Care home resident, 98, close to completing 100-day piano challenge

Rebecca Parker has played the piano every day for nearly 100 days, despite living with arthritis.

Play icon NHS Lanarkshire

A 98-year old resident of a Lanarkshire care home has almost completed a 100-day piano challenge to raise money for charity.

Despite living with arthritis, Mrs Rebecca Parker has been playing the piano every day since April.

With her music and her determination, she has been able to lift the spirits of staff and fellow residents during the coronavirus pandemic.

Mrs Parker, a retired teacher originally from Skye, has played Scottish music on the Baby Grand piano of McClymont House, run by South Lanarkshire Council, in Lanark.

Heather Knox, interim chief executive of NHS Lanarkshire said: “Mrs Parker has not only raised a substantial sum of money for NHS Lanarkshire endowment fund – which we are very grateful for – but many smiles in her care home and, indeed, across the globe.

“Her thoughtfulness has been the personification of community spirit.”

A video of Rebecca playing Loch Lomond has reached over 50,000 people online, including a global audience of viewers and well-wishers from afar as India, Abu Dhabi and Australia.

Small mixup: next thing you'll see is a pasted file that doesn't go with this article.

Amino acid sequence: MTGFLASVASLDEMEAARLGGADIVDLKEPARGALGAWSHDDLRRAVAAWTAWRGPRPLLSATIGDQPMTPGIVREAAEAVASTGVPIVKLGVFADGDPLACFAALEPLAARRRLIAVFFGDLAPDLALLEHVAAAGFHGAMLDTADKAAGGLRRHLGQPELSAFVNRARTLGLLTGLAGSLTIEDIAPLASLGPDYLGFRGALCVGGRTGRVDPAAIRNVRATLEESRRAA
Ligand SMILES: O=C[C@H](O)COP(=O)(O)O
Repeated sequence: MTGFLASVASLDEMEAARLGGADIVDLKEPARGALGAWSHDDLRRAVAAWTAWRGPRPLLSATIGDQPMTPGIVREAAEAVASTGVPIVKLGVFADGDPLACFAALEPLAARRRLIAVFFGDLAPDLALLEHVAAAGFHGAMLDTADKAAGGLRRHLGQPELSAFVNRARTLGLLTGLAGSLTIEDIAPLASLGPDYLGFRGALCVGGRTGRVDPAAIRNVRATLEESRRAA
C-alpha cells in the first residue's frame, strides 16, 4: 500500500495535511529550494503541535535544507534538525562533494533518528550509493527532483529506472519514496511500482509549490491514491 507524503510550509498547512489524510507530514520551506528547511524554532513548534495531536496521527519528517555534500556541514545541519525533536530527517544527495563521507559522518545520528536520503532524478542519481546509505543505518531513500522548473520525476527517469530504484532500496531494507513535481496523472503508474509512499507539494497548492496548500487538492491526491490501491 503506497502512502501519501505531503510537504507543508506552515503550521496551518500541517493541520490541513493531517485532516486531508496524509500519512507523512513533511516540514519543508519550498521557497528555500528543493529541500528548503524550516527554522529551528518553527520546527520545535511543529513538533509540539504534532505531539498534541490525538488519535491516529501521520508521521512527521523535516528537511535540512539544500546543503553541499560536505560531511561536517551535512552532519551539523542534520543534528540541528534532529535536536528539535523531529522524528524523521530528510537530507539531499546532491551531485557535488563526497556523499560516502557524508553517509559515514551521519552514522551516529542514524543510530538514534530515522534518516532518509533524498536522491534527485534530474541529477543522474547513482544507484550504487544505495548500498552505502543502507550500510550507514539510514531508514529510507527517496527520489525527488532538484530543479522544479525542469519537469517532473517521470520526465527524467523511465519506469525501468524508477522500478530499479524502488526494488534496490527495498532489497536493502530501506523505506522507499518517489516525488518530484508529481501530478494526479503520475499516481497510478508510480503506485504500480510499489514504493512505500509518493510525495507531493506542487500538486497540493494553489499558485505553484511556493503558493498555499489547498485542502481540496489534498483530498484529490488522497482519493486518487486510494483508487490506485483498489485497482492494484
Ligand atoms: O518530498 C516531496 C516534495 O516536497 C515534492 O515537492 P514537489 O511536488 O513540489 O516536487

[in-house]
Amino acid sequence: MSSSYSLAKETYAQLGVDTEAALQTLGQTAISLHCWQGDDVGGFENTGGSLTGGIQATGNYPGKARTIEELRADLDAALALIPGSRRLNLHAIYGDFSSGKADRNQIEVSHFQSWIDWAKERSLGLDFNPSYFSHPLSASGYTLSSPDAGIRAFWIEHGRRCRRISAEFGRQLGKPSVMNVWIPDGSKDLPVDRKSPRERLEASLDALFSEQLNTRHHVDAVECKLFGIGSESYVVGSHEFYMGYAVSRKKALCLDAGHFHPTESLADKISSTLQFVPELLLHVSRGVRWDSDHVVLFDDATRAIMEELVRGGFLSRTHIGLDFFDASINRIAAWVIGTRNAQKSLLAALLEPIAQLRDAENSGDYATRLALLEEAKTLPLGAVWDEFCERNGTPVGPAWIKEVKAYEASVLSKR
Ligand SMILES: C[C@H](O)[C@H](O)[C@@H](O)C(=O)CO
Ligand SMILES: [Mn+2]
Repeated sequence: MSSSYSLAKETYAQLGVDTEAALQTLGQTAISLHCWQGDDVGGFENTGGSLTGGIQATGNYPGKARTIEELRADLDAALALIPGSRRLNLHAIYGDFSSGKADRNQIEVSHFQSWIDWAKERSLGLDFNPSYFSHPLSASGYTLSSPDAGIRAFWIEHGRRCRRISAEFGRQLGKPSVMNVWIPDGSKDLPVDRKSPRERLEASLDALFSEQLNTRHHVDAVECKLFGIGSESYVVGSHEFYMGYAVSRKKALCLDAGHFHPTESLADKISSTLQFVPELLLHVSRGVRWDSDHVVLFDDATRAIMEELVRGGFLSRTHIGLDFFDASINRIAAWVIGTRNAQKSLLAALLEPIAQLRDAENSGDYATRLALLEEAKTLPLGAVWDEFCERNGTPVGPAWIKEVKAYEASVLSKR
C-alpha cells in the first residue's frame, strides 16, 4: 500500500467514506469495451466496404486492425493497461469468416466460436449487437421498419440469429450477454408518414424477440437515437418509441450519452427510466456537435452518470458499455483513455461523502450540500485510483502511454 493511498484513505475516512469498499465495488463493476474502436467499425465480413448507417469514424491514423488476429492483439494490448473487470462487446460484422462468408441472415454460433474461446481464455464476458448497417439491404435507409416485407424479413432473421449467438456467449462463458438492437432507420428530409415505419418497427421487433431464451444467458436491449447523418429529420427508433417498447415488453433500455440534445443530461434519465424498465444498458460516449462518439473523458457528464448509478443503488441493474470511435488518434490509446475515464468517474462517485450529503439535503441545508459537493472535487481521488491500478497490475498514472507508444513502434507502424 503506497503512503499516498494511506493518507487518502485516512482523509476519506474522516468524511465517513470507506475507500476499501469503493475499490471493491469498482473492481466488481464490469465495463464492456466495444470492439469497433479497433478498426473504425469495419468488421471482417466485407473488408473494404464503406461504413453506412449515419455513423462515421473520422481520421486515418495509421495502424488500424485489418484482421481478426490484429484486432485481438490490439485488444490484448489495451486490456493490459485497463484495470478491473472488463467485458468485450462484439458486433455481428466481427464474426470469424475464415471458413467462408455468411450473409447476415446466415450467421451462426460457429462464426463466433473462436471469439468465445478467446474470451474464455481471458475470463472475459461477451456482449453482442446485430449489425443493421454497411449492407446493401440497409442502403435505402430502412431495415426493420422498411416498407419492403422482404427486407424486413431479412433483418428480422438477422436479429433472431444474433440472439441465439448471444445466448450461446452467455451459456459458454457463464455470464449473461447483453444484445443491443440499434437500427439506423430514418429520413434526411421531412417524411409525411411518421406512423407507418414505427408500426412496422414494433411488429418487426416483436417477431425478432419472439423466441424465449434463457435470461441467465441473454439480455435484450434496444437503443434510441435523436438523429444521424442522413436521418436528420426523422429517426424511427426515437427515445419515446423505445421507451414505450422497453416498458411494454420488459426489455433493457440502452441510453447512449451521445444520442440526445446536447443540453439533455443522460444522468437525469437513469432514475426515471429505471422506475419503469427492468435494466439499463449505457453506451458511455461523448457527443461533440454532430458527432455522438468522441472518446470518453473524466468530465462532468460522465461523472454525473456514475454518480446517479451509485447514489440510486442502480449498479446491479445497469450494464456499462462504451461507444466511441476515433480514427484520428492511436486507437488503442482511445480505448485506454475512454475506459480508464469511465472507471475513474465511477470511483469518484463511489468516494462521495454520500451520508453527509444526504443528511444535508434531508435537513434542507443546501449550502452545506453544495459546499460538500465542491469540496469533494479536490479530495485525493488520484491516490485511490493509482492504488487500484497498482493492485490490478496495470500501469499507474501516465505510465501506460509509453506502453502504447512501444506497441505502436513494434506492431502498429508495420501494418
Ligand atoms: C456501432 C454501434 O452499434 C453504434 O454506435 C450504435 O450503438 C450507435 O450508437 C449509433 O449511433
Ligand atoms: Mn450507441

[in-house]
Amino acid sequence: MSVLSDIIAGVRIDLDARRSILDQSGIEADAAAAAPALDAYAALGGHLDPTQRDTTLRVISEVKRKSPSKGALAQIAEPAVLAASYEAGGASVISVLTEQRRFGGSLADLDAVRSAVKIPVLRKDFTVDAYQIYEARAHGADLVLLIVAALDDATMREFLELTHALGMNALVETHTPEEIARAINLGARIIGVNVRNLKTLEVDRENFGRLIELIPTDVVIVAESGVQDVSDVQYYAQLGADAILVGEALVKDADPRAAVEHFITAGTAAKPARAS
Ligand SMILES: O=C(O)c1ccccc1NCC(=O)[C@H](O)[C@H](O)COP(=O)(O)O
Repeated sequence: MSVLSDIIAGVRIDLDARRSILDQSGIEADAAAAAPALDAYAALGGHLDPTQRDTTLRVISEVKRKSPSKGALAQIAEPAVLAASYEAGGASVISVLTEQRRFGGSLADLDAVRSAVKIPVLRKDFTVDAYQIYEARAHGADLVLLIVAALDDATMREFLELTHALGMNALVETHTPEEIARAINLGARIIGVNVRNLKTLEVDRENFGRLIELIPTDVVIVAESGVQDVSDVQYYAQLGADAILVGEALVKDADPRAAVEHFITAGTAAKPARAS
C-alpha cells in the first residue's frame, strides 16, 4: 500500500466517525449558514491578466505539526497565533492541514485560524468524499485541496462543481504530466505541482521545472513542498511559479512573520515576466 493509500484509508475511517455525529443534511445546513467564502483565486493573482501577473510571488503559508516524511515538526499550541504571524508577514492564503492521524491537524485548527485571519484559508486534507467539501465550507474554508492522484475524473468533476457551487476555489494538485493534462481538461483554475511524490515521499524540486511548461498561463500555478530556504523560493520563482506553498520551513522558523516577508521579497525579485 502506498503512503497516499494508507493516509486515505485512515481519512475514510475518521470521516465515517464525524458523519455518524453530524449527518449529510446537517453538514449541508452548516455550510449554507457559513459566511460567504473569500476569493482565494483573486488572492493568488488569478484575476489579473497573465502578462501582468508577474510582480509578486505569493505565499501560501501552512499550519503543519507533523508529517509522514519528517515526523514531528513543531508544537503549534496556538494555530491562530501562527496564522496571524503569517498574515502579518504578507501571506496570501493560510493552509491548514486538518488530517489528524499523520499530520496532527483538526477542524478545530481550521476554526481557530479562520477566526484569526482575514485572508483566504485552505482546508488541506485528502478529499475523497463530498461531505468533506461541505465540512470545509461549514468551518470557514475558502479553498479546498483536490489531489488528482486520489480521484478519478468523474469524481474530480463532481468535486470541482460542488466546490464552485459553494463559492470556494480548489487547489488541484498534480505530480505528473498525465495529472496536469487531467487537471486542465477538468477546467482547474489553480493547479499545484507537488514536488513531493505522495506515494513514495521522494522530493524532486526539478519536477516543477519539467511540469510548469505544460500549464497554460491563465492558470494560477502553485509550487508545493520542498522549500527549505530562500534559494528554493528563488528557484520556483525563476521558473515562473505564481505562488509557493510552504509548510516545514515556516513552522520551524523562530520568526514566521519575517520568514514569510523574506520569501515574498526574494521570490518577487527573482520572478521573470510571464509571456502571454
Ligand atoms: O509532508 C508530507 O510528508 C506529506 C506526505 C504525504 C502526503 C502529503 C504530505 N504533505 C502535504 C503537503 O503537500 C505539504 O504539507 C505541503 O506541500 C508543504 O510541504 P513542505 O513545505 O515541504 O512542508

Mrs Parker, who raised her family in nearby Carluke after completing teacher training in Edinburgh in the 1940s, has been able to raise over £5000 so far for NHS Lanarkshire endowment fund on her JustGiving page

Speaking on National Care home day, two days out of completing her challenge, Mrs Parker said: “I would like to offer a note of thanks to each and every one of my lovely followers, on JustGiving, social media and, of course, the staff and fellow residents of McClymont House.

“I’ve been overwhelmed to be able raise such a generous amount of money. It’s been incredible.”

Previously, Mrs Parker explained how her twinkle-keyed tour de force has roots in a lifelong passion.

“My mother, Isabella MacLennan, was an accomplished pianist and that’s who really inspired all of this.

“Ultimately she had to give it up because of the demands of family life but I have vivid memories of her playing from early childhood.

Mrs Parker added: “I was captivated when I was growing up and my mother taught me how to play.

“Today, I hope the music can have the same comforting effect on my friends here.”

Val de Souza, chief officer, South Lanarkshire Health and Social Care Partnership, added: “Despite the ongoing challenges Covid-19 presents, Mrs Parker’s piano challenge represents the vibrancy, hope and community-spirit that prevails in our care homes.

“Mrs Parker’s stoicism and kindness is a source of inspiration for us all.”